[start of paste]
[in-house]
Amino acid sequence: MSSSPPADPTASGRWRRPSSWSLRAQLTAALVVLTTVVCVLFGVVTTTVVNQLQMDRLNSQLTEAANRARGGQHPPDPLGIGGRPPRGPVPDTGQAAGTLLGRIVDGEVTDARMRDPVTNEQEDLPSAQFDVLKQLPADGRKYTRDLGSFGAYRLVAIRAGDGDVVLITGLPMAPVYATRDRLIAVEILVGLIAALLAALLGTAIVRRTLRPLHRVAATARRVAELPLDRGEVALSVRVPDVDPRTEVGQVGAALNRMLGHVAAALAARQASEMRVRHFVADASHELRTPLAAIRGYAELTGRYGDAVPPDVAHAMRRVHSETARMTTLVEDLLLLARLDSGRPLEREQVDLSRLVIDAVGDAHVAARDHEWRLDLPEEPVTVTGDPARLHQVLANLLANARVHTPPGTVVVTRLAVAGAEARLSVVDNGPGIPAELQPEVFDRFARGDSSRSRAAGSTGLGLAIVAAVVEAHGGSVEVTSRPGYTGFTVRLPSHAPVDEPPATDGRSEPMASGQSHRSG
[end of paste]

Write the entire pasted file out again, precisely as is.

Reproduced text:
[in-house]
Amino acid sequence: MSSSPPADPTASGRWRRPSSWSLRAQLTAALVVLTTVVCVLFGVVTTTVVNQLQMDRLNSQLTEAANRARGGQHPPDPLGIGGRPPRGPVPDTGQAAGTLLGRIVDGEVTDARMRDPVTNEQEDLPSAQFDVLKQLPADGRKYTRDLGSFGAYRLVAIRAGDGDVVLITGLPMAPVYATRDRLIAVEILVGLIAALLAALLGTAIVRRTLRPLHRVAATARRVAELPLDRGEVALSVRVPDVDPRTEVGQVGAALNRMLGHVAAALAARQASEMRVRHFVADASHELRTPLAAIRGYAELTGRYGDAVPPDVAHAMRRVHSETARMTTLVEDLLLLARLDSGRPLEREQVDLSRLVIDAVGDAHVAARDHEWRLDLPEEPVTVTGDPARLHQVLANLLANARVHTPPGTVVVTRLAVAGAEARLSVVDNGPGIPAELQPEVFDRFARGDSSRSRAAGSTGLGLAIVAAVVEAHGGSVEVTSRPGYTGFTVRLPSHAPVDEPPATDGRSEPMASGQSHRSG